Increases in the average time between the reporting of crimes and the arrival of police are aggravating the underreporting of crimes and the resulting inaccuracy of government reports of crime statistics. The mismatch between what the numbers say and what people are experiencing will allow politicians to boast that their crime policies are working when they are in fact making things progressively worse.
Writing in the New York Post, Manhattan Institute Researcher Rafael A. Mangual reports New York City police are taking much longer to respond to reports of crimes than just a few years ago. “Compared to January 2018, NYPD response times reported in December 2023 have risen across the board—that is, for critical (up 22%), serious (up 45.5%), and non-critical (up 28.7%) calls,” Mangual writes. People are now waiting nearly a half-hour on average for the police to arrive on calls about non-critical offenses such as noise complaints, loitering, and the like.
In addition to putting individuals in greater jeopardy, this slowing of response times “will likely contribute to the already significant problem of underreporting—particularly [of] property offenses” and “will likely impact clearance rates—the share of reported crimes resulting in an arrest—which have fallen significantly in New York City since 2020,” Mangual notes.
The obvious cause of this slowing of police response times is the drop in the number of officers on the streets. The number of uniformed personnel in the New York Police Department has fallen by about 2,400 since 2018—a nearly 7 percent drop.
Unfortunately, the prospects of the city government replacing those officers are basically nil. The lawmakers certainly have done nothing useful about it thus far.
Ironically, this lack of policing can make the statistics indicate things are getting better when they are in fact becoming much worse. The slower the police are in responding to crimes, the less likely people are to bother to report offenses against them and the less likely police are to catch the perpetrators and enable the justice system to stop them from committing more crimes.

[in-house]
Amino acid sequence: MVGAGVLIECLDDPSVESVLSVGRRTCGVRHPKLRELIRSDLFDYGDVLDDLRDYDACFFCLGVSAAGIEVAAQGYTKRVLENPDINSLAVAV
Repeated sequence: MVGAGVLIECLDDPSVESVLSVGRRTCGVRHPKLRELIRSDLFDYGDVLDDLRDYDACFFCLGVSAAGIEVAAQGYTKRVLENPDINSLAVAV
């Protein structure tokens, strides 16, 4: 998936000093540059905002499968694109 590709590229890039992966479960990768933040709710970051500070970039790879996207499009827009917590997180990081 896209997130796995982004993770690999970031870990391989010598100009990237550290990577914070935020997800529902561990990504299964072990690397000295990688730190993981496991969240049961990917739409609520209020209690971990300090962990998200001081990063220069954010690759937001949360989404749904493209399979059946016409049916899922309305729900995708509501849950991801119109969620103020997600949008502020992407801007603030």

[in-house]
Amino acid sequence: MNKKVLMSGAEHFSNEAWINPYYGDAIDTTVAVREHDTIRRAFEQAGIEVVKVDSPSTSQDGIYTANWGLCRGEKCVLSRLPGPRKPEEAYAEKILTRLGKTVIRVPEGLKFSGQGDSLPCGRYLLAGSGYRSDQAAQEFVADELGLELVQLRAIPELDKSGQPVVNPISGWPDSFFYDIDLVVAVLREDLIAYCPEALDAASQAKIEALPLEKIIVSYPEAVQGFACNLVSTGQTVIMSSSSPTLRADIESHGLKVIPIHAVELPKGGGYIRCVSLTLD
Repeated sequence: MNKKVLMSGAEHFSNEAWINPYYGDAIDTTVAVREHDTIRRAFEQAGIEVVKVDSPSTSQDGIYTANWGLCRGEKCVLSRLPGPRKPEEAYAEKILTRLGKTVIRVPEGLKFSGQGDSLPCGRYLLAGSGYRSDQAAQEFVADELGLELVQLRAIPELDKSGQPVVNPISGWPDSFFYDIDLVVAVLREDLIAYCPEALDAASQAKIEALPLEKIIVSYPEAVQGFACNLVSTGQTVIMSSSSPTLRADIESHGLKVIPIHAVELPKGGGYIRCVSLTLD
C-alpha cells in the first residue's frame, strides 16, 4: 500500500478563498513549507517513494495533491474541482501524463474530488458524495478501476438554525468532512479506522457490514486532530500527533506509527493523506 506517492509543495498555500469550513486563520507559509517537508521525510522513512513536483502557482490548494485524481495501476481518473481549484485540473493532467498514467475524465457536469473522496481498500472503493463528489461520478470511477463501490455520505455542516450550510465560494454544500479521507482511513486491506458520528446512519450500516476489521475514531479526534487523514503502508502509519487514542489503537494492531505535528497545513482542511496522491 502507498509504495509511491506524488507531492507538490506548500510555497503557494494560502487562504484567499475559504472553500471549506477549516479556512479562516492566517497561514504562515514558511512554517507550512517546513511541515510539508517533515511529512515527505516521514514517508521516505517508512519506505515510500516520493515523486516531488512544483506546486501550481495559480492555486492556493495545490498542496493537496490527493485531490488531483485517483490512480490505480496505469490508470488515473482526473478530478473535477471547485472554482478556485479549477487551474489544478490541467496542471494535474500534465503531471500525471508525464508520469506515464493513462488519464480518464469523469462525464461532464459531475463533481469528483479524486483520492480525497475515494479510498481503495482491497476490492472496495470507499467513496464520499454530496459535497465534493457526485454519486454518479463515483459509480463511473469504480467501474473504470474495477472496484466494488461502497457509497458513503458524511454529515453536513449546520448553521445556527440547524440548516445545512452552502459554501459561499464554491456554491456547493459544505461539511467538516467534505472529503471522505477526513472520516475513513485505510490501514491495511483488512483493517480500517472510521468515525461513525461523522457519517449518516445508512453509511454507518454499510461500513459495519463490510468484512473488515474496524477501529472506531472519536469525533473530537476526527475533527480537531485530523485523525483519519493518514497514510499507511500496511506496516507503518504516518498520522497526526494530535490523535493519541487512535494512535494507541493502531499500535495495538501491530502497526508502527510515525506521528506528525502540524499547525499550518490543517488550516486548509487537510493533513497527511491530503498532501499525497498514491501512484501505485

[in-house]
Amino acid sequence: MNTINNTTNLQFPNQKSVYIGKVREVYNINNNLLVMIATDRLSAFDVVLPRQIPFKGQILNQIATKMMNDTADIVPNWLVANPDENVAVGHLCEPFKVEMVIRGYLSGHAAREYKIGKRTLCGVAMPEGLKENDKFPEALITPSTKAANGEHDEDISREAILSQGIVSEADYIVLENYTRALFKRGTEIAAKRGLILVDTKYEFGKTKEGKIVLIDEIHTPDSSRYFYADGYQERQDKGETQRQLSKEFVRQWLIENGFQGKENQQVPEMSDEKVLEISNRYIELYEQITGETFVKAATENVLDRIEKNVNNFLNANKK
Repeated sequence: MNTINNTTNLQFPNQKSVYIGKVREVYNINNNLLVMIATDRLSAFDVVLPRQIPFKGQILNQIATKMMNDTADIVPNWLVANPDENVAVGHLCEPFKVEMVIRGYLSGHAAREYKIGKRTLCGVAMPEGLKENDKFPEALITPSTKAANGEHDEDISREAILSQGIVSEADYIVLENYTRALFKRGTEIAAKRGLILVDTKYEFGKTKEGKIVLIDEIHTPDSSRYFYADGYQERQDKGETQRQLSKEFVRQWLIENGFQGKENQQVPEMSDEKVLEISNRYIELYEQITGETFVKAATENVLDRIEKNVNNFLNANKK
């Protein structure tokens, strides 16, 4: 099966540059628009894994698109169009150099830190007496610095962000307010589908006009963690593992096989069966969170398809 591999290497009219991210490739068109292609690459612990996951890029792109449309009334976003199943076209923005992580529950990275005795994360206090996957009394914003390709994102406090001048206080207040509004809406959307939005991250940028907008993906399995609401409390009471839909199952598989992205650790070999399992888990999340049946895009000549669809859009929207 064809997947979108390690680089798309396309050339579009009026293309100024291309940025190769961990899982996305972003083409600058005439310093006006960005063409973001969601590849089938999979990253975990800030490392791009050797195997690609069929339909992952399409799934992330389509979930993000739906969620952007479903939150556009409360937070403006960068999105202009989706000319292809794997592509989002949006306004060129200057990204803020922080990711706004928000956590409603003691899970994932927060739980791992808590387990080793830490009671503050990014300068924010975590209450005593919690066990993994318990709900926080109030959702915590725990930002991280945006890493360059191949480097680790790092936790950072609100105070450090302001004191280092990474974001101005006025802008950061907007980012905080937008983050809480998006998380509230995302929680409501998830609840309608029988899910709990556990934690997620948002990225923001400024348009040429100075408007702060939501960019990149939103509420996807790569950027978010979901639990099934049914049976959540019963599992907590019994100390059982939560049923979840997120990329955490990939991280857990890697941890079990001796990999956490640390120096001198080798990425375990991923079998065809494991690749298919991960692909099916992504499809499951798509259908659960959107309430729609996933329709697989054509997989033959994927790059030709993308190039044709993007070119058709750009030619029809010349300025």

“Using a unique data set from Manchester, England,” a 2017 study published in the Review of Economic Studies “found that ‘a 10% increase in response time leads to a 4.6 percentage points decrease in the likelihood of clearing the crime,’” Mangual notes.
The slowing of police response times is bound to push crime rates up further, which will reduce the quality of life in New York City even more. With police being called out to fewer crimes and apprehending fewer of the perpetrators of that smaller number of (reported) offenses, more offenders will be left out on the streets to terrorize the city’s residents, workers, and visitors.
Meanwhile, crime statistics will look better even as the situation for the average person becomes progressively worse.
Meanwhile, Chicago is preparing to “enjoy” a rapid decrease in reports of gunfire. Chicago Mayor Brandon Johnson has called a halt to the city’s gunshot-detection system, allowing the city’s contract for ShotSpotter to run out. ShotSpotter is “the gunshot-detection technology Chicago police have used for seven years to respond more rapidly to shootings, which of course remain distressingly frequent,” the Chicago Tribune reports.
As the Tribune notes, “the technology not only has often helped deliver fast help to a young person lying in a pool of blood, but … it also has dispersed potential bad actors when police cars arrive at a melee. Shotspotter hasn’t just spotted shots, it has meant some were never fired.” In addition to that, the failure to catch perpetrators leaves them out on the streets to commit more crimes. More shots are fired, and more people killed or wounded.
Johnson had hoped to get the contract extended for six months so that the program would be in place during the Democrat National Convention, showing where his priorities lie, but the company behind ShotSpotter did not agree. The loss of ShotSpotter will increase police response times and the number of deaths and injuries by firearms while allowing more perpetrators to escape justice. The statistics, however, may well show improvement as fewer gunshots are reported than would have occurred with ShotSpotter’s automatic system.
Similar distorting effects on the reporting of crimes are surely happening in other cities as well.
As these situations illustrate, the progressive increase in underreporting of crimes will create a widening gap between the reality on the streets and what the statistics show. Politicians and the media will cite crime numbers to claim things are better than they are, and the gap between what people experience in the city and what the authorities and the media say is happening will further undermine the authority of city governments and the press—though of course there is not much farther the public’s opinions of those establishments can fall.
Meanwhile, the quality of life in New York City and other soft-on-crime communities will continue to decline, with those foolish policies now buttressed by increasingly erroneous statistics.
Photo by Kat Wilcox. Creative Commons CC0 1.0 Universal Public Domain.